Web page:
The Buddha goes on to say in the “Turning of the Wheel of Dharma” sutra that this suffering as a noble truth should be understood.  Practically speaking that means recognizing the different forms of suffering when they manifest in our daily lives and being with them, not turning away from it or reacting to it but looking directly at it.  I will talk more about this in terms of daily practice when I get to the fourth noble truth which is the eight fold path.  When suffering has been understood at the deepest level that is enlightenment.  This is why the Buddha said that when you understand one noble truth completely you understand them all.  They inter-are.

The Second Noble Truth

The second noble truth is the cause of suffering which is craving.  In the “Turning of the Wheel of Dharma” sutra the Buddha says: “it is this thirst (craving) which produces re-existence and re-becoming, bound up with passionate greed.  It finds fresh delight now here and now there, namely thirst for sense-pleasures; thirst for existence and becoming; and thirst for non-existence (self-annihilation).”  In other teachings the Buddha groups craving with ignorance and aversion as one of three poisons which keep us bound to the wheel of birth and death.  Aversion is in a sense another form of craving, it is wanting to get rid of something instead of wanting to attain something.  Ignorance of our true nature is what provides the ground for the craving and aversion to arise.  In his teaching on the 12 links of interdependent origination the Buddha describes in depth the second noble truth so I will go into that now.

The 12 Links of Interdependent Origination

The twelve links are:

1. Avija   2. Samkara   3. Vinnana   4. Namarupa   5. Salayatana  6. Phassa

7. Vedana   8. Tanha   9. Upadana   10.Bhava   11. Jati   12. Dukha

Avija is ignorance, samkara is mental formation and in this case volition, vinnana is consciousness and in this case re-linking consciousness, namarupa is the body-mind, salayatana are the sense bases, phassa is contact, vedana is senation, tanha is craving, upadana is grasping, bhava is becoming, jati is birth, and dukha is suffering.  In your past life at the time of death, because you were ignorant (1st link) of your true nature the volition (2nd link) to survive and become something propelled you into your present lifetime through the relinking consciousness (3rd link).  This gave rise to the body-mind (4th link) which gave rise to the sense bases (5th link) which gave rise to contact (6th link) with the outside world.  This contact causes sensations (7th link) to arise which gives rise to craving (8th link) which you act on by grasping (9th link) which sews new seeds of karma in this lifetime and builds your karmic momentum until when you die there will again be the craving to exist which you will grasp causing you to become (10 link) your new form in your next birth (11 link) and then you will have to endure the suffering (12 link) that is inherent in conditioned reality.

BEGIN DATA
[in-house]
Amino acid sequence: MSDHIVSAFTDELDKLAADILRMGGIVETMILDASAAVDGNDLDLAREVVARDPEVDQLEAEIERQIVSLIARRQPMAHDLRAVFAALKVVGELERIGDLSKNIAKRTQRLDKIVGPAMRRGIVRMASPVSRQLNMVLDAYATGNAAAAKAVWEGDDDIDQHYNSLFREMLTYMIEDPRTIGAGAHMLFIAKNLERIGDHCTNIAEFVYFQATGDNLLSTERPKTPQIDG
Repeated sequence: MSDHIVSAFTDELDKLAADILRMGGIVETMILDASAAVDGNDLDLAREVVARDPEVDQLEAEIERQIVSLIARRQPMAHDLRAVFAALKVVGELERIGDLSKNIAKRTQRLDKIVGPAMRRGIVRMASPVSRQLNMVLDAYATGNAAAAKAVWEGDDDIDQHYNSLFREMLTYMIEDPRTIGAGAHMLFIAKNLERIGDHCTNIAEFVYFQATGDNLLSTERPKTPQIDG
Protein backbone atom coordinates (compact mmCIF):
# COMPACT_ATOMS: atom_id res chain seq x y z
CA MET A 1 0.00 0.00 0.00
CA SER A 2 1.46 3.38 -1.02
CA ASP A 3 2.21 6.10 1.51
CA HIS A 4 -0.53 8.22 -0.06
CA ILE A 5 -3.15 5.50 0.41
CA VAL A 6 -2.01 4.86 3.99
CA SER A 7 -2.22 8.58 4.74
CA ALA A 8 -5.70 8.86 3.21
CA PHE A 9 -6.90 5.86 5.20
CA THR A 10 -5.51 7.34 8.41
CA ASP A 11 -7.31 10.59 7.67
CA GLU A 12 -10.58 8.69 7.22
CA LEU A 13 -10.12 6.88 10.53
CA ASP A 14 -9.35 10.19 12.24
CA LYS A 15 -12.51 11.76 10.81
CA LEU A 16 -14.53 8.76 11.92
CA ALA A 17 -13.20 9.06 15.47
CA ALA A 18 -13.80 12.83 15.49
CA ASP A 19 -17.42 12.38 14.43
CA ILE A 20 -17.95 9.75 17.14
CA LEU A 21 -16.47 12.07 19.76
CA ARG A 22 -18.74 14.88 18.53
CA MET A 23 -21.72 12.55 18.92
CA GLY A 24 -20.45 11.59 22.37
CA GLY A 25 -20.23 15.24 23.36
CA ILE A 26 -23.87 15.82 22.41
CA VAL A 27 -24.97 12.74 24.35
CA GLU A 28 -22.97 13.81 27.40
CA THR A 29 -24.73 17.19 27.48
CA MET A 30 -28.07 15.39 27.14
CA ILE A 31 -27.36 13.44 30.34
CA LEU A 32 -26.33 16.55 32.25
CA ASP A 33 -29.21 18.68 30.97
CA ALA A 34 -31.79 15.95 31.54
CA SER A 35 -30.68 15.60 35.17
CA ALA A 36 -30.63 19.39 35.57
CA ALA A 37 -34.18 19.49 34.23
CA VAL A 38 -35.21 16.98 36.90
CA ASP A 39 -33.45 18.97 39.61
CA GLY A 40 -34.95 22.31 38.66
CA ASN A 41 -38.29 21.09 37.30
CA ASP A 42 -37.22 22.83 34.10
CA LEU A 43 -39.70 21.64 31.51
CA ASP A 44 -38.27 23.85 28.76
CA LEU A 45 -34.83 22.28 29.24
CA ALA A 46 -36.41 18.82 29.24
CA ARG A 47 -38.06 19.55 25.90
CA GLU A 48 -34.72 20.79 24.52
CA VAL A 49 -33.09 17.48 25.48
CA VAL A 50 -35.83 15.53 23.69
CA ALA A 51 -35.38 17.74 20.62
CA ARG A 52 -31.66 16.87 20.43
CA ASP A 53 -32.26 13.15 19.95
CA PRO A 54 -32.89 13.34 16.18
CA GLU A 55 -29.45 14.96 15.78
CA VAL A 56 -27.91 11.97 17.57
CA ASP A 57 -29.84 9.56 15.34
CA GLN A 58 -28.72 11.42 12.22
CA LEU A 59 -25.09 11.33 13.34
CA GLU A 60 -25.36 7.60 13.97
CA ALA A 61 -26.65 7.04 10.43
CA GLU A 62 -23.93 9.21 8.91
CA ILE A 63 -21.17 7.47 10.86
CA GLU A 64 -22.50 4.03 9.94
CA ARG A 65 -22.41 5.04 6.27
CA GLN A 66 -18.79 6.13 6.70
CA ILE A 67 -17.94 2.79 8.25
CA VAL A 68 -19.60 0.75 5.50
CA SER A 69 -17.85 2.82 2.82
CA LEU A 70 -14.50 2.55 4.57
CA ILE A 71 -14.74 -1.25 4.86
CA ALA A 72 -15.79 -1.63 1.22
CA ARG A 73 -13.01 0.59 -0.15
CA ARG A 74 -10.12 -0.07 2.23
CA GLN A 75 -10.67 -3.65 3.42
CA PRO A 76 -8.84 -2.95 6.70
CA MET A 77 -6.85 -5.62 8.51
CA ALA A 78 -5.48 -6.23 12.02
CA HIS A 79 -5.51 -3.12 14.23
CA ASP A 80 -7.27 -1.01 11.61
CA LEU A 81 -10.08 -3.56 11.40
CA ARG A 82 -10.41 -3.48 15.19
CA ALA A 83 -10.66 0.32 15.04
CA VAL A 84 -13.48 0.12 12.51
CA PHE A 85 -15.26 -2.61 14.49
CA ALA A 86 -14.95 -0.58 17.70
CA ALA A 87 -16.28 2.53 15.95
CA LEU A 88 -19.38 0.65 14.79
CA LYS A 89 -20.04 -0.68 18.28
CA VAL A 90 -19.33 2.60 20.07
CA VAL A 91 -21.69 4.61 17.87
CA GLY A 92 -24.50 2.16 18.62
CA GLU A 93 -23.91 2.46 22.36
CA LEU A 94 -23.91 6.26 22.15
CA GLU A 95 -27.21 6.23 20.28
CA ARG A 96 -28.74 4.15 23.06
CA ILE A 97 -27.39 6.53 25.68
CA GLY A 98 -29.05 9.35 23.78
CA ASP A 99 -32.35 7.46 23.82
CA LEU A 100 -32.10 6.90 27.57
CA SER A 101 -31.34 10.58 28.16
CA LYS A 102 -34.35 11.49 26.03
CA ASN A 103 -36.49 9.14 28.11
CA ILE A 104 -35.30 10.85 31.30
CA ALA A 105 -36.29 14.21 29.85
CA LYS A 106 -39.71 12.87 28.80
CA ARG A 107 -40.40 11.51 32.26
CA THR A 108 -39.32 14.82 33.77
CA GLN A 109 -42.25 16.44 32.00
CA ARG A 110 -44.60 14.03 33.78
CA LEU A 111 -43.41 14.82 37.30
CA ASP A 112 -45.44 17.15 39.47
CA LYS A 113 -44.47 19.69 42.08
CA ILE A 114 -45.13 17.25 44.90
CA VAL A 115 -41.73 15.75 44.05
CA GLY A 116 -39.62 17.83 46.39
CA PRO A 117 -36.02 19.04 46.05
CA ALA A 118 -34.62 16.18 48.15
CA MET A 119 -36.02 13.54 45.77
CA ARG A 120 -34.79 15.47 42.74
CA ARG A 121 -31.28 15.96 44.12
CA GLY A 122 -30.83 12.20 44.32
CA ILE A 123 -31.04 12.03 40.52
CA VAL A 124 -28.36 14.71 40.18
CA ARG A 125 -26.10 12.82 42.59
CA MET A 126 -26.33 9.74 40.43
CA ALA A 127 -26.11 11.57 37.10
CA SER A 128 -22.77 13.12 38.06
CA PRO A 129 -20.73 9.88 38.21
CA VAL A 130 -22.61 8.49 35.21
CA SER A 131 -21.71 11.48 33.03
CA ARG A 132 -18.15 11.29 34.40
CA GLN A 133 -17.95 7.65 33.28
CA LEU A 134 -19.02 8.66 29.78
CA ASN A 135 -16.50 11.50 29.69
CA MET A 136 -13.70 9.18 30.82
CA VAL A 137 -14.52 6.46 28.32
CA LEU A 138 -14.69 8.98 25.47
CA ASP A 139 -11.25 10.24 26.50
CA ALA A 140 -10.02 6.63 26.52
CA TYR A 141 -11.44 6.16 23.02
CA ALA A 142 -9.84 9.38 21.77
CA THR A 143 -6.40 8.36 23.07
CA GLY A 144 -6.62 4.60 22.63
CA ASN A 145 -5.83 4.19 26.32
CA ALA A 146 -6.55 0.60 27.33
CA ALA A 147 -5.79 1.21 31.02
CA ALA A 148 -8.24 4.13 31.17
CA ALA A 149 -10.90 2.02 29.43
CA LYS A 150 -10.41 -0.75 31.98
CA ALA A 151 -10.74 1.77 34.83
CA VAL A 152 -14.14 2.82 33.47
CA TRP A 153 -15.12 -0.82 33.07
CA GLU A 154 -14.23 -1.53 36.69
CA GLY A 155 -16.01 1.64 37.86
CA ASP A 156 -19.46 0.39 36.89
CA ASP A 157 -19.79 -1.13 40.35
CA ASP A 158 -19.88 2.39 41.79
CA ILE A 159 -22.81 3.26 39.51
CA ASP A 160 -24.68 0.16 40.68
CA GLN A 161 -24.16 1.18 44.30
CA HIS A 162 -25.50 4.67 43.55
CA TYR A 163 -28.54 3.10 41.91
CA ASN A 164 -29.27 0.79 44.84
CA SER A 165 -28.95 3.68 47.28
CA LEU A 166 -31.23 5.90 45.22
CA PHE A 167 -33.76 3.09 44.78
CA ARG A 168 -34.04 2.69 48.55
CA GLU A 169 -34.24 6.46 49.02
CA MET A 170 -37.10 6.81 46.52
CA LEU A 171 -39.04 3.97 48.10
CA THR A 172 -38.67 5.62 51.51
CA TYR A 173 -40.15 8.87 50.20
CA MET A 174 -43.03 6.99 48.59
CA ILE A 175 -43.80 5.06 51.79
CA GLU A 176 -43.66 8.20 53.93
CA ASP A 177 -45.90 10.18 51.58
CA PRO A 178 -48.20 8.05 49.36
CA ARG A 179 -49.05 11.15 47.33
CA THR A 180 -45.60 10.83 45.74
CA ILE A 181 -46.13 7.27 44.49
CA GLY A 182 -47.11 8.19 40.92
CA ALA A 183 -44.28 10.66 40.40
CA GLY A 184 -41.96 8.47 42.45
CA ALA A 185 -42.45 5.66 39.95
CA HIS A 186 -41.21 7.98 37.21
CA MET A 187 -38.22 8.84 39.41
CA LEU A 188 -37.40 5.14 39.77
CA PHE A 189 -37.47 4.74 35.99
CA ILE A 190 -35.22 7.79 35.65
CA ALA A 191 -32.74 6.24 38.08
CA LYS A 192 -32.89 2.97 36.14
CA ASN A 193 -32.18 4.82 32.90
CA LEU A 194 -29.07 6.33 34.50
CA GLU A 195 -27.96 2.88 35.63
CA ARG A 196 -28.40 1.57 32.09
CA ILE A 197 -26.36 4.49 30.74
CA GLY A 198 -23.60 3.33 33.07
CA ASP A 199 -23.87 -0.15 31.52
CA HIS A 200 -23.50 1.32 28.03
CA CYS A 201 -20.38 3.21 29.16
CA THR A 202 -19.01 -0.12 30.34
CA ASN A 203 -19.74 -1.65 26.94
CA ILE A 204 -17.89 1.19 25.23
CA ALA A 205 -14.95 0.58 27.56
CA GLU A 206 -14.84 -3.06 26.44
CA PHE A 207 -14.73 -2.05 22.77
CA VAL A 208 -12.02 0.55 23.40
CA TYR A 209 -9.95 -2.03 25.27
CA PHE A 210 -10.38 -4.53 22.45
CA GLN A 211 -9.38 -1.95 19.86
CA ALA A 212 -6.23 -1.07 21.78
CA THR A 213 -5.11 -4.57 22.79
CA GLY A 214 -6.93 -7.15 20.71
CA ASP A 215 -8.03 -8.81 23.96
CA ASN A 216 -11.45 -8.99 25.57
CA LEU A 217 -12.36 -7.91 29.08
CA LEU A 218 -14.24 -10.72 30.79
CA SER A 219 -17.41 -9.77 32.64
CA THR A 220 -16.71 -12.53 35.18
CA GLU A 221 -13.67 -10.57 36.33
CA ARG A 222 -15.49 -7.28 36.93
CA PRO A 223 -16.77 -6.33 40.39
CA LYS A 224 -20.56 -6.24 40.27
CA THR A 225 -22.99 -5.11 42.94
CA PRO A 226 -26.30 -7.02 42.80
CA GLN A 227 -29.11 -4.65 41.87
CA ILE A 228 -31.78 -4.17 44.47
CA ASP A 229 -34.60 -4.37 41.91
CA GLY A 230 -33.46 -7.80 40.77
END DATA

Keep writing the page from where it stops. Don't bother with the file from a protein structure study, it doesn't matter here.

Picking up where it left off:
So the 12 links can be seen as a description of the process of birth and death over three lifetimes and the engine that runs it.  Different names are given for the different links depending on the past, present, or future lifetime being talked about but actually some of the links are different names for the same thing and some of the links are not re-named but are implied in other places of the chain.  The 2nd link is volition and the 8th link is craving.  Both are volition and both are craving.  The 3rd link is re-linking consciousness and the 10th link is becoming.  Both are the bridge consciousness between one life and the next.  The 4th link is body-mind and the 11th link is birth, both are describing the manifestation of a new body mind.  The 1st link, ignorance, is implied between the 7th link of sensations and the 8th link of craving.  There are further implications that can be made but I will not go on for the sake of brevity.